He helped carry a Flyers team depleted with injuries on defense (so much so that Kapanen, a forward, had to play regularly on the Flyers defense), to Game 7 of that Conference Final.

Esche was never the same after that season. A lockout that cancelled the following season hurt Esche from a physical standpoint, as he never seemed to get back to his playing shape the next season, and was being pressured by rookie goalie Antero Niittymaki, who had guided the Philadelphia Phantoms to the Calder Cup championship in the AHL during the locked out season.

Esche still held on to the No. 1 job in the 2005-06 playoffs, but barely. Not that it mattered as the Flyers were eliminated by a good Buffalo Sabres team in six games.

The following year proved to be the worst in Flyers history, and by the end of the season Esche was ready to move on from Philadelphia.

Last month, Esche returned to Philly for the first time since leaving the Flyers. He was working out with some NHL players at Flyers Skate Zone.

We caught up with him to see what he was up to since leaving the organization in the Spring of 2007.
In 2003, Esche won the William M. Jennings Trophy, awarded to the goalkeeper(s) having played a minimum of 25 games for the team with the fewest goals scored against it.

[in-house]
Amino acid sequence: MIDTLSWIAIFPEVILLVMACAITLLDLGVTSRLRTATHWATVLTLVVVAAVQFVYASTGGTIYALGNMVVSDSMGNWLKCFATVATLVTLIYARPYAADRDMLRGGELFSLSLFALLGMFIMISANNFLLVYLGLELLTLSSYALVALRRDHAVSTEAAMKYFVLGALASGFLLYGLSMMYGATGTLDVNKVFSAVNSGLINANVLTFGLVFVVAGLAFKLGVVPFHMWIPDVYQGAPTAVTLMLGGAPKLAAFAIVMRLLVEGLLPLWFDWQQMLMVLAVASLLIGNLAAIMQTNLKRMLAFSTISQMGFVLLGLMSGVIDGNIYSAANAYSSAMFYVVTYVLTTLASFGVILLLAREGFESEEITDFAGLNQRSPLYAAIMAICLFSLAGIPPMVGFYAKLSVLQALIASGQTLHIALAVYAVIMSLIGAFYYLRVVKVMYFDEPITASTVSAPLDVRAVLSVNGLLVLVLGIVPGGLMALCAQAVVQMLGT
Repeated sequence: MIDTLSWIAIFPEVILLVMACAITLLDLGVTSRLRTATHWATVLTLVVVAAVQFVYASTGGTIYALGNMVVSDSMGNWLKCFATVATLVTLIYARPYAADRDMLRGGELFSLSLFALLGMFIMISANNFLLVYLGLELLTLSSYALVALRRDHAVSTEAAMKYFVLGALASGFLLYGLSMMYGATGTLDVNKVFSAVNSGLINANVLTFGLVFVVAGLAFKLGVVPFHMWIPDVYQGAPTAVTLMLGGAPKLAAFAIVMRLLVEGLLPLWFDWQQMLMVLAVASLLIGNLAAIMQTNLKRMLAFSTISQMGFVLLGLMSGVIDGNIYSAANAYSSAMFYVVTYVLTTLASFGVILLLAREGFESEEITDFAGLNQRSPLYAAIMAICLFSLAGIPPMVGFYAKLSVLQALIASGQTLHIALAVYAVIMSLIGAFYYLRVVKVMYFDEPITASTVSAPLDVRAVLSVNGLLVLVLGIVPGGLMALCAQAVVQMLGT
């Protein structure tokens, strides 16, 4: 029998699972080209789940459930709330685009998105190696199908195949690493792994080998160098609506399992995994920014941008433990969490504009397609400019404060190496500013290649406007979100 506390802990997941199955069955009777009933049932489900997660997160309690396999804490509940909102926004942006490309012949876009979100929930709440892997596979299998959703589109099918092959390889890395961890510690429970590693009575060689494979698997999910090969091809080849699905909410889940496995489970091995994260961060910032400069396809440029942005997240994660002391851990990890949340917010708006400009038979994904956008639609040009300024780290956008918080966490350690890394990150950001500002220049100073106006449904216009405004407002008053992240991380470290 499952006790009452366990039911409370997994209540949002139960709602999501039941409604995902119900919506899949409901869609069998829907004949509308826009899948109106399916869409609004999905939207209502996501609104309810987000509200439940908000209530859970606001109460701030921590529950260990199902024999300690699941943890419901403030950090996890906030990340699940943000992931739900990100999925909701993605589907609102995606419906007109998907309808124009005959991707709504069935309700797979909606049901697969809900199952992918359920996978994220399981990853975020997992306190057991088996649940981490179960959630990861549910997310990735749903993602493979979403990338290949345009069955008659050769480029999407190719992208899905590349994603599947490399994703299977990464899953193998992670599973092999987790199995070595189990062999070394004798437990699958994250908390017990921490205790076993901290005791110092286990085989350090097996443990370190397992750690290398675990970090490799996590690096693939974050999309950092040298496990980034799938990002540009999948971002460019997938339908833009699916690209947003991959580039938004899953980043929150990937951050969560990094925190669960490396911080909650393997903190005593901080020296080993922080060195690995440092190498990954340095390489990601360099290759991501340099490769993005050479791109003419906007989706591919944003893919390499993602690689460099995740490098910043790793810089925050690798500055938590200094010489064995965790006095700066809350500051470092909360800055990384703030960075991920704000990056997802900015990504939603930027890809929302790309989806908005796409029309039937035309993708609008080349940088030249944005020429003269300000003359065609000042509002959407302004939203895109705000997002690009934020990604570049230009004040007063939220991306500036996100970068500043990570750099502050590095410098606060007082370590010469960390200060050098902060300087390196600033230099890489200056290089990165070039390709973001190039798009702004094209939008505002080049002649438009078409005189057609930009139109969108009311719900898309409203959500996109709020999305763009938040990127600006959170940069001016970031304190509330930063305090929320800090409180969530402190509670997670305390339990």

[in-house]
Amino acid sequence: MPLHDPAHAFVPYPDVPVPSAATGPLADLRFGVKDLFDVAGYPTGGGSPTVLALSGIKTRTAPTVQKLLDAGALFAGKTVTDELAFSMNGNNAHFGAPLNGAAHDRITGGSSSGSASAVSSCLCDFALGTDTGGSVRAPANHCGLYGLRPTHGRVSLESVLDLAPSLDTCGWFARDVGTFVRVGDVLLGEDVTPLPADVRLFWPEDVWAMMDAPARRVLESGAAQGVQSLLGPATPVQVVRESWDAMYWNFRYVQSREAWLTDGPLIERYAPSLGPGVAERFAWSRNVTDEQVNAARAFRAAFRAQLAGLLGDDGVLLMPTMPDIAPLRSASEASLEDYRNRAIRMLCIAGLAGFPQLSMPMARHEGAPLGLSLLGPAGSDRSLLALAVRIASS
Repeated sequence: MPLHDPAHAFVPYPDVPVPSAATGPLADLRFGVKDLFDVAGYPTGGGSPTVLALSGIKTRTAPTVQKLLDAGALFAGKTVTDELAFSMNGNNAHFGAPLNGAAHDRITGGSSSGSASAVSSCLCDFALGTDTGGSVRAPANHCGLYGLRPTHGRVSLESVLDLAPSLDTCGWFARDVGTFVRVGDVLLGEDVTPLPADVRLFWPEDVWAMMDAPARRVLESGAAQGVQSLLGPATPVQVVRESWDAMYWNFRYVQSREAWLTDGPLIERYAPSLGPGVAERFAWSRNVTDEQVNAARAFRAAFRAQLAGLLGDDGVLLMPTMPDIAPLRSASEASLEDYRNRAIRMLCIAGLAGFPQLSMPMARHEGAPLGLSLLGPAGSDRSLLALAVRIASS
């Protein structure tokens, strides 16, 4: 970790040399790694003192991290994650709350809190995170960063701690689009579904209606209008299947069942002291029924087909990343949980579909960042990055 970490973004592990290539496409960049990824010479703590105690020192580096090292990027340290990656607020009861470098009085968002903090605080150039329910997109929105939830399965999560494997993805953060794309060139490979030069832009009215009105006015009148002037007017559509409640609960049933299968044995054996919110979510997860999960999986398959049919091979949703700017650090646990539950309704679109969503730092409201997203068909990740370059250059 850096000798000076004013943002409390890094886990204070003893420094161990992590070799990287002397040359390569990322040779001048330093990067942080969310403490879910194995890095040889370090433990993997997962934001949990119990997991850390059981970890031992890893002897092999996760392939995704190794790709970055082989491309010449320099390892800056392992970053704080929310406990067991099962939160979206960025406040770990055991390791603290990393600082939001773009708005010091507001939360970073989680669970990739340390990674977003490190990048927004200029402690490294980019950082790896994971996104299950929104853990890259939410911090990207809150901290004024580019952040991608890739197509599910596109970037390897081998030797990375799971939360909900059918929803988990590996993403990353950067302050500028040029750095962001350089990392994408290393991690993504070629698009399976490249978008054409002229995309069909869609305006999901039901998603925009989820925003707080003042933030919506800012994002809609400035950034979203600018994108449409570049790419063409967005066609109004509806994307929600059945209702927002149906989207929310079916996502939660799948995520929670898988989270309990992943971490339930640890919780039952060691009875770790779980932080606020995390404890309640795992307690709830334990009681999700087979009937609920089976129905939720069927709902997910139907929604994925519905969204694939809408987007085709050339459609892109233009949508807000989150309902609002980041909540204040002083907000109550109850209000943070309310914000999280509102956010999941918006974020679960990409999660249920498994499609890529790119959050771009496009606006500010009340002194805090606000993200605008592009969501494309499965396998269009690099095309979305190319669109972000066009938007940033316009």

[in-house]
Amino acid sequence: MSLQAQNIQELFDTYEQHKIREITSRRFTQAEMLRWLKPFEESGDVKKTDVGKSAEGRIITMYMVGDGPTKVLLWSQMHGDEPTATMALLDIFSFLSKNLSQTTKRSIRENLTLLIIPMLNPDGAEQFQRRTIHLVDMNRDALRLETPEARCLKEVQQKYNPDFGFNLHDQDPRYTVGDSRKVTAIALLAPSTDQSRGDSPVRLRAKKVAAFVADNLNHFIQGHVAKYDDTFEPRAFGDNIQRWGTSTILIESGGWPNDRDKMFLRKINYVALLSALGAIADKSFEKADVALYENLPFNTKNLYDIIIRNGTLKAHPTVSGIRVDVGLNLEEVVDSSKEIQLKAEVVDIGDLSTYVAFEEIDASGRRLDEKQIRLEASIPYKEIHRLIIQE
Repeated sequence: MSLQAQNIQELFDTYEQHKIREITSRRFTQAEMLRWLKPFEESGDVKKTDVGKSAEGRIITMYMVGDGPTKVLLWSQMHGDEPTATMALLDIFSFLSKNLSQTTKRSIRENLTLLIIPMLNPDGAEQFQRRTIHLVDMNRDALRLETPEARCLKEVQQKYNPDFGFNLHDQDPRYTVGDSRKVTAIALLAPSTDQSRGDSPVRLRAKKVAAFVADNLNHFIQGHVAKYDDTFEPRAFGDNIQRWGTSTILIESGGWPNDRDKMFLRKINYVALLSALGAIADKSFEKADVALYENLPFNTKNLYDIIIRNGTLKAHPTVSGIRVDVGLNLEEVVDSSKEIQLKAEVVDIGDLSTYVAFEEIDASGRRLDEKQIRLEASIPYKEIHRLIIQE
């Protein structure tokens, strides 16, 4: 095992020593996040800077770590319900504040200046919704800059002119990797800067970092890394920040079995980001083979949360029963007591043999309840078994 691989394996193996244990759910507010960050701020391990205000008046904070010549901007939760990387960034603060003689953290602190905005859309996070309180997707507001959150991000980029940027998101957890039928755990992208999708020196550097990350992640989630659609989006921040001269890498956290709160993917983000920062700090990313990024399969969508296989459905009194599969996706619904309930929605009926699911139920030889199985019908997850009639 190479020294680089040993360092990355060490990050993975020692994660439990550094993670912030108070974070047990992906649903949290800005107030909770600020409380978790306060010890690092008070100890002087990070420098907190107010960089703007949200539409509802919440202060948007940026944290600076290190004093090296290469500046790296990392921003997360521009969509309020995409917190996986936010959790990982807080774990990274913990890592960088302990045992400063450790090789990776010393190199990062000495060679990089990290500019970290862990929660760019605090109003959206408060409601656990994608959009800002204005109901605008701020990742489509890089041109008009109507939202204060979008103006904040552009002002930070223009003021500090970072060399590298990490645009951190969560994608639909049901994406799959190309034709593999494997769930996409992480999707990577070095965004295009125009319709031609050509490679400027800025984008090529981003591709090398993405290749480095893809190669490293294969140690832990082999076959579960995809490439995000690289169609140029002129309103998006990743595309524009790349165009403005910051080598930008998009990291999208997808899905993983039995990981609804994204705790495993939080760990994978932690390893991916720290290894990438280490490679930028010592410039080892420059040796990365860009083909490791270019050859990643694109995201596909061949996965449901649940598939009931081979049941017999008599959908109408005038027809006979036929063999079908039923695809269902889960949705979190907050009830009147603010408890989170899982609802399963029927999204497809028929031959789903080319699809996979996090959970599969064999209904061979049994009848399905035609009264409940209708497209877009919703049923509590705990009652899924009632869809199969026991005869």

Q: What have you been doing since leaving the Flyers?

A: “When I first left the NHL back in 2007 I was looking for a job here and nothing really sunk in with an NHL team. It was mostly two-way contract offers and I wanted to play a lot of games so Russia was a good fit for me.

I went to Ak Bars Kazan in my first year - which is the gateway to Siberia - and we had a great team that went far in the playoffs [He had a 1.86 GAA in 18 games]. That was exciting as I got my first taste of Russia.

“The next year I went to St. Petersburg and Barry Smith was the coach there. It was a very North American team and most of the Russians had played in the NHL so there was a lot more English being spoken and it was more of an international city where we could send our kids to school rather than do the home schooling. I stayed there for two years and had two extremely successful seasons. [He had nine shutouts and a 1.87 GAA in 2008-09 and six shutouts and a 2.07 GAA in 2009-10].

“Then I went to Belarus. At that point the family stayed home. I played in Minsk. That was different. I’ll leave it at that [3.30 GAA in 24 games].